Vonage, an American broadband services provider, has partnered with Group Telecom to launch a service in Canada at the same time the CRTC has said it will likely regulate voice over IP the same as other phone services.
N.J.-based Vonage, which was attracted to the Canadian market for its high broadband consumption, is offering flat rates, Canadian billing, local phone numbers, 24-hour customer assistance and free services and hardware.
About 12 out of 100 Canadians have broadband connections, compared to roughly seven out of 100 Americans, according to 2002 data from Forrester Research in Cambridge, Mass.
Demand for Vonage services has come from Canadians “”either from the United States originally — they moved to Canada and want U.S. numbers — or they call the U.S. a lot,”” said Louis Holder, executive vice-president of product development at Vonage.
The company, which has been offering a broadband service to Americans for two years, has approximately 140,000 customers there and anticipates expanding its base to about 300,000 by the end of the year.
Holder said he hopes to see the Canadian market generate 7,000 users at the end of this year. He expected adoption by residential users, small businesses and telecommuters because the Vonage system gives customers the mobility to take their home phone to work or while travelling around the world, provided there’s a high-speed Internet connection. They would have access to the same phone number.
Hooking up with Group Telecom gives Vonage access to a network that offers voice and Internet services rather than forces it to build its own, said Robert Watson, senior vice-president of 360networks subsidiary Group Telecom in Toronto. Watson would not disclose the length of the partnership or other specifics about the deal.
The agreement with Vonage is a good fit for 360networks, which provides data circuits, Internet services and telephone lines and long distance services mainly to large firms, said Watson. He sees the collaboration as a way for Group Telecom to penetrate homes and small businesses.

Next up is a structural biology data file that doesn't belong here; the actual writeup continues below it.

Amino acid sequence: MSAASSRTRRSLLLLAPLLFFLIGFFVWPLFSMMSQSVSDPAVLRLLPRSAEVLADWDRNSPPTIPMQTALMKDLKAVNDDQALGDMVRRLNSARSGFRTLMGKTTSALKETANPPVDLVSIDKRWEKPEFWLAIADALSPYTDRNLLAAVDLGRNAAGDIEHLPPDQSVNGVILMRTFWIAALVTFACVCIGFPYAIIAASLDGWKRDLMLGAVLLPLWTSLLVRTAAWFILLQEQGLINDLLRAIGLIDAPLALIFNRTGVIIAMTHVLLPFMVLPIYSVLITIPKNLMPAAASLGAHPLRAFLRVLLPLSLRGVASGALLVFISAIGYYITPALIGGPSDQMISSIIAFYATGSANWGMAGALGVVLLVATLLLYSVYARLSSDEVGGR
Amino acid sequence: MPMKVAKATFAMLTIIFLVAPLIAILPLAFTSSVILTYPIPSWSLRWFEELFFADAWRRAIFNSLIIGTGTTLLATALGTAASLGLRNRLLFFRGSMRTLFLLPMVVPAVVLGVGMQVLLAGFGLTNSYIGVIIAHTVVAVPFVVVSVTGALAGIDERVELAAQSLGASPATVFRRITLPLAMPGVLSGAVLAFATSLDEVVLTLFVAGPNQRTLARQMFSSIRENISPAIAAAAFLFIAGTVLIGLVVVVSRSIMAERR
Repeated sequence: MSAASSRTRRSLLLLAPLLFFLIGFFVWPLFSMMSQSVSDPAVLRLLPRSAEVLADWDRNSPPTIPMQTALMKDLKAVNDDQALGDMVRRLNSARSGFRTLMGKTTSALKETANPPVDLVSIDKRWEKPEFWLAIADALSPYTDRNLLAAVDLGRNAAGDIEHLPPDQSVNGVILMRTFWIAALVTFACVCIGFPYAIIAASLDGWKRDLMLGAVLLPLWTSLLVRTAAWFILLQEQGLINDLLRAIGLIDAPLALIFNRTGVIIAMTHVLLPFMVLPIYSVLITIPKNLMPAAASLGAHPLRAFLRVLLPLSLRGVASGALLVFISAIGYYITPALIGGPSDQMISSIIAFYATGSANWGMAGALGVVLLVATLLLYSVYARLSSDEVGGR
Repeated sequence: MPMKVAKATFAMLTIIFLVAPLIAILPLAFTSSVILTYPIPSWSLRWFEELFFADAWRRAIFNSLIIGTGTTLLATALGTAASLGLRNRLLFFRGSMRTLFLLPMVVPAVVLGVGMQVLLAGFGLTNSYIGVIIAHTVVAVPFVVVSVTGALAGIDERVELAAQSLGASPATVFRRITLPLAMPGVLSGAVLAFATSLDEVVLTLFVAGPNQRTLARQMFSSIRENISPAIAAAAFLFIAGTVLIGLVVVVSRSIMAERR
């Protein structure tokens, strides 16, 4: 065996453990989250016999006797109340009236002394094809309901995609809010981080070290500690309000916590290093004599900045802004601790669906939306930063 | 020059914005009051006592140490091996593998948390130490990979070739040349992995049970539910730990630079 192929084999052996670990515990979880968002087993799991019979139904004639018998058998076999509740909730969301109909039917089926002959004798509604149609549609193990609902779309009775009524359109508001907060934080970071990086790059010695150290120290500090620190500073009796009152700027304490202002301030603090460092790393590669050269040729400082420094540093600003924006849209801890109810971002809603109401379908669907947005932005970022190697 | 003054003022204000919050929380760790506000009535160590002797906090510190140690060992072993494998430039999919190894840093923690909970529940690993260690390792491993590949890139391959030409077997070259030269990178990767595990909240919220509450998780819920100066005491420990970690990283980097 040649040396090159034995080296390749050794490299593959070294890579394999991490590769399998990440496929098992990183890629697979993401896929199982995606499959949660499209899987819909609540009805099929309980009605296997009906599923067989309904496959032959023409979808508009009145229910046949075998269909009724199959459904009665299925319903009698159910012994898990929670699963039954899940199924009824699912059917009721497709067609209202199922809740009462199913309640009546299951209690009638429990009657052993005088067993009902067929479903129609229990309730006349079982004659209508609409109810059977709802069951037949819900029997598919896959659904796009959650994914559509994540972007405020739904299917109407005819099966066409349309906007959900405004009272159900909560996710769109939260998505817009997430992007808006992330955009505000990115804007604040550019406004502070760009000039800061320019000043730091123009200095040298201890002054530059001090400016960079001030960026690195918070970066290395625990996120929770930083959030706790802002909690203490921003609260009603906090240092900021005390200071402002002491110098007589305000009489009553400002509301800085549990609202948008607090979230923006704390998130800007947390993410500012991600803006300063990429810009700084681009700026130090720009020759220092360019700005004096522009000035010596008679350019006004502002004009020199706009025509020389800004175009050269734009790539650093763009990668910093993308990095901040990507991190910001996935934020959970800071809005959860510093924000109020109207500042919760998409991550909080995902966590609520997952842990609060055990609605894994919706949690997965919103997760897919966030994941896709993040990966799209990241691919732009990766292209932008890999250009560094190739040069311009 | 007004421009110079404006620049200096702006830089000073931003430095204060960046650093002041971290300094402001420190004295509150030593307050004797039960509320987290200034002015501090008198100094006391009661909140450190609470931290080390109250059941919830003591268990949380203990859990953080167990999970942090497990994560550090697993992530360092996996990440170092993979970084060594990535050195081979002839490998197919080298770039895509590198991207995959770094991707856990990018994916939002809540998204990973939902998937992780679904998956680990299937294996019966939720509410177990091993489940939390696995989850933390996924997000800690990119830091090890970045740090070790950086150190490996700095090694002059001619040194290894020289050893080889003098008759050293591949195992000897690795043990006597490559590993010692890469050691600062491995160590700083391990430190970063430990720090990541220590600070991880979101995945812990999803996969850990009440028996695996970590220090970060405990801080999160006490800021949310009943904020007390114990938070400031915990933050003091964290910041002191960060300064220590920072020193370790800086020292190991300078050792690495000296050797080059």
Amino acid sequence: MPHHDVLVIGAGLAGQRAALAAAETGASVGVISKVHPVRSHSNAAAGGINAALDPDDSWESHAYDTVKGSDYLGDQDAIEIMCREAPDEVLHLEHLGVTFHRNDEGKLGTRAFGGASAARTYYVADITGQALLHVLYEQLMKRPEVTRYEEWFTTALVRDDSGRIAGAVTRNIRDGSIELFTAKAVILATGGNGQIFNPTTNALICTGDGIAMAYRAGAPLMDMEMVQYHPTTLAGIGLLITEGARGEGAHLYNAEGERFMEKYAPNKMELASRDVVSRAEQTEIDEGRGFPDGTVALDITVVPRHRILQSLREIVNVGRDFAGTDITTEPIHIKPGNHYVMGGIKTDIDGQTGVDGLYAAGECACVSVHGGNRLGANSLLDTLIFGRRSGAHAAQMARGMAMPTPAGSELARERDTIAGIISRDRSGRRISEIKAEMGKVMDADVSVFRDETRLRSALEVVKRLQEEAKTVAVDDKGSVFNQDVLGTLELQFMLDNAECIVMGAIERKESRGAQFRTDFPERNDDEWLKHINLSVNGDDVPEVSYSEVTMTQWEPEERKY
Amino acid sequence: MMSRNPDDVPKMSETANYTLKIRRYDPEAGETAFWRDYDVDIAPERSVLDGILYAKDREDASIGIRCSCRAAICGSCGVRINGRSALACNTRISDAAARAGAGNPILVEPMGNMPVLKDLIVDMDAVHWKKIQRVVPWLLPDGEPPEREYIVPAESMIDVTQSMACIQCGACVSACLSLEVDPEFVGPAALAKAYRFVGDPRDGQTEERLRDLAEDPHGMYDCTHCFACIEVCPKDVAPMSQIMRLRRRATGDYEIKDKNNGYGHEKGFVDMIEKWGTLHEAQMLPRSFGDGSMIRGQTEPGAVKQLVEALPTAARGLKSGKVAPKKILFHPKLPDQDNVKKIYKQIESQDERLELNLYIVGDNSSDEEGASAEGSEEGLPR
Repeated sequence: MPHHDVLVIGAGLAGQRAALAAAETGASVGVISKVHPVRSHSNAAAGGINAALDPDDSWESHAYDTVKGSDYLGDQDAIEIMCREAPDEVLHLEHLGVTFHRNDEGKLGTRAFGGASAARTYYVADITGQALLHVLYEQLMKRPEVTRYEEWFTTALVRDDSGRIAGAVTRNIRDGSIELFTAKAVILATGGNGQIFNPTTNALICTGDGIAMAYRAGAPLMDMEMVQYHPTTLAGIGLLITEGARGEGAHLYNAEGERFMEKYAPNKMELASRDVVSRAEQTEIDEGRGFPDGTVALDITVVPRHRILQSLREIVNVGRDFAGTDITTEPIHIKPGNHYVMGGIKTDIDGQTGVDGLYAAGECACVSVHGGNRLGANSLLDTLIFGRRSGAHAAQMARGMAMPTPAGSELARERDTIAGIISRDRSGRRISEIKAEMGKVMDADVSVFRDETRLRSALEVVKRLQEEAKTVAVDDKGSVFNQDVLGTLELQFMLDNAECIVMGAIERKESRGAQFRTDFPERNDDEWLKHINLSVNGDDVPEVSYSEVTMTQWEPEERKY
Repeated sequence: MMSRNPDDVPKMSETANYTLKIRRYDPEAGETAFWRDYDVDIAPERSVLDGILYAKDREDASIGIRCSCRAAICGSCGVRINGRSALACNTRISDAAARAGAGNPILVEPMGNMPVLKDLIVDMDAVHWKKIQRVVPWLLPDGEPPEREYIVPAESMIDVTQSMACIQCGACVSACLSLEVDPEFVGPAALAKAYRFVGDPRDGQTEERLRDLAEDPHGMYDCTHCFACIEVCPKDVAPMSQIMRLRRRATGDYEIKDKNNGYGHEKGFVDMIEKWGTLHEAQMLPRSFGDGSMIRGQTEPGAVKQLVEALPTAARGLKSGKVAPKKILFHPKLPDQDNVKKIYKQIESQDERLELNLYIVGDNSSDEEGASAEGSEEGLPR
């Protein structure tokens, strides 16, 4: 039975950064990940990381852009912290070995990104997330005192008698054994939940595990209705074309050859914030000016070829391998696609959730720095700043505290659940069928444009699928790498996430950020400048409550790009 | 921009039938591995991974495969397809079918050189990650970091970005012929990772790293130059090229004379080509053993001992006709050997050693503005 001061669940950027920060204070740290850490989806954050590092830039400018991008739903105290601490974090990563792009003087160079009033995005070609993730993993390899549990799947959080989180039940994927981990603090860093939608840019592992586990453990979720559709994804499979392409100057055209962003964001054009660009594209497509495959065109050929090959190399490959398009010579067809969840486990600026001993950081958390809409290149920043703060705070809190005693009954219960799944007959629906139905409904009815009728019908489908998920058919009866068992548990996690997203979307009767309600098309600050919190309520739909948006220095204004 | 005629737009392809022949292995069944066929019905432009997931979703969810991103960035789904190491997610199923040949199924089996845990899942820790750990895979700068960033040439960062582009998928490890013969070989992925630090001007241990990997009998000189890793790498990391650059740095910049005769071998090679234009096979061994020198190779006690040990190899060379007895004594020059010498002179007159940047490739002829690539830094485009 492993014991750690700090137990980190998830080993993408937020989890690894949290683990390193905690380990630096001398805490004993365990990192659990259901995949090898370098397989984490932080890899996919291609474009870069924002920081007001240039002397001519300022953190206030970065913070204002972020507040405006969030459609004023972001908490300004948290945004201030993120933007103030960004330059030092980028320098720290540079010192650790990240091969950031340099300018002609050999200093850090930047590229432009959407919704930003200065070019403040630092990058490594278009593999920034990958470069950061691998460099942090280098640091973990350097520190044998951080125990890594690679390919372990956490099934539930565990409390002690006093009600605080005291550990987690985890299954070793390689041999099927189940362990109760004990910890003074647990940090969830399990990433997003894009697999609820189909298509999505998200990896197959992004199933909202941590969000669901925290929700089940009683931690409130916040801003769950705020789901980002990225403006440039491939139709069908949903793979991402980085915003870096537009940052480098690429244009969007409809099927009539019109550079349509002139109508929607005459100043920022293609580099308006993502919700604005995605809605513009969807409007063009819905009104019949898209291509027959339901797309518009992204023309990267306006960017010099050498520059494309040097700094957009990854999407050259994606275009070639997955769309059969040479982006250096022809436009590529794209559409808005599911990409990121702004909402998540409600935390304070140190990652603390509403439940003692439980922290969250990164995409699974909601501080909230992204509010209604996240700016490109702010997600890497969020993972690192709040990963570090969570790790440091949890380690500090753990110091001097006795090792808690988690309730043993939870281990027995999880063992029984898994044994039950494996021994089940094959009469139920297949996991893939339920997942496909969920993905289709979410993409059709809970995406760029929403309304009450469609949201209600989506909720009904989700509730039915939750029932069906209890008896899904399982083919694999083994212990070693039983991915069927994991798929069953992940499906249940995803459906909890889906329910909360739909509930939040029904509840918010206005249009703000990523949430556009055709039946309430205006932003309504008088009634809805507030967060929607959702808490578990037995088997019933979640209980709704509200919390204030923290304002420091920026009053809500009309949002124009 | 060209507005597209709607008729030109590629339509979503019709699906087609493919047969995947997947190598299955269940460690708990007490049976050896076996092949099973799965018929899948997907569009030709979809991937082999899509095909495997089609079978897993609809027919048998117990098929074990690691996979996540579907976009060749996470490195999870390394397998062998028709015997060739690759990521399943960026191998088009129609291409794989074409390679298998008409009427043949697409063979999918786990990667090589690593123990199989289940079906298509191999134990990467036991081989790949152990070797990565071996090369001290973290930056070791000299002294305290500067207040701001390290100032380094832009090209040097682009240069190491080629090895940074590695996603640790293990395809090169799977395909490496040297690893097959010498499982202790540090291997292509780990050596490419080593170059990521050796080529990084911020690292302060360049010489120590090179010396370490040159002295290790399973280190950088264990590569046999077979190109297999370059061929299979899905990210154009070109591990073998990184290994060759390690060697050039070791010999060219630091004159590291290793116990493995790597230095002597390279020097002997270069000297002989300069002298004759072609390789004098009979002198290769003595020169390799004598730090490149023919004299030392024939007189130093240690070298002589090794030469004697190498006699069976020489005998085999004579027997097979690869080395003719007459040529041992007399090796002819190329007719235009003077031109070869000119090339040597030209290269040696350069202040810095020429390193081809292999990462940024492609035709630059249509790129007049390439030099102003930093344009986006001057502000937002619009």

As for the CRTC’s recent preliminary ruling on voice over IP (VoIP), Holder said Vonage has experienced similar challenges with the Federal Communications Commission in the U.S. He said Vonage wouldn’t be fazed if the CRTC decides voice-over-IP providers should be unregulated or creates certain consumer protection laws around it.
“”For example, (if the CRTC ruled) all voice-over-IP providers must have a 911 solution or all voice-over-IP providers must have a wire-tap solution — those are all in our favour.””
Yet the broadband provider isn’t savvy about the ins and outs of the Canadian market, Holder admitted. It will be forced to deal with French language issues and has been U.S.-centric for a long time.
“”We’ve created our marketing material around a U.S. focus,”” he explained. “”For example, one of our marketing messages is ‘Take down the big phone companies. The revolution.’ That sort of thing, which might not play the same in Canada.””
Indeed, Canadian businesses aren’t simply smaller American businesses and therefore their buying decisions differ, said Roberta Fox, president and senior partner of Fox Group Consulting in Markham, Ont. “”We’re more traditional, more cautious.””
This reluctance has been made worse following the demise of phone companies like Accent that enticed Canadian businesses with their low prices only to force them to quickly find new services, Fox explained. She said she doubts many organizations, having realized reliability and the strength of the brand are important, will switch phone companies strictly for price.
Vonage has to educate the mid-sized market, which hasn’t necessarily had the sophisticated phone features that larger companies have, about its offerings and benefits, said Fox. “”Are they going to do that direct? Are they going to do that through channels? Are they going to do that through dealers?””
The American company’s move into the country will “”push the Canadian carriers to wake up a bit and move a bit faster,”” she says. “”But I think it’s still a bit of a Wild West,”” in that some providers will be surprised when VoIP is harder to sell and install during the first few years of its introduction, she said.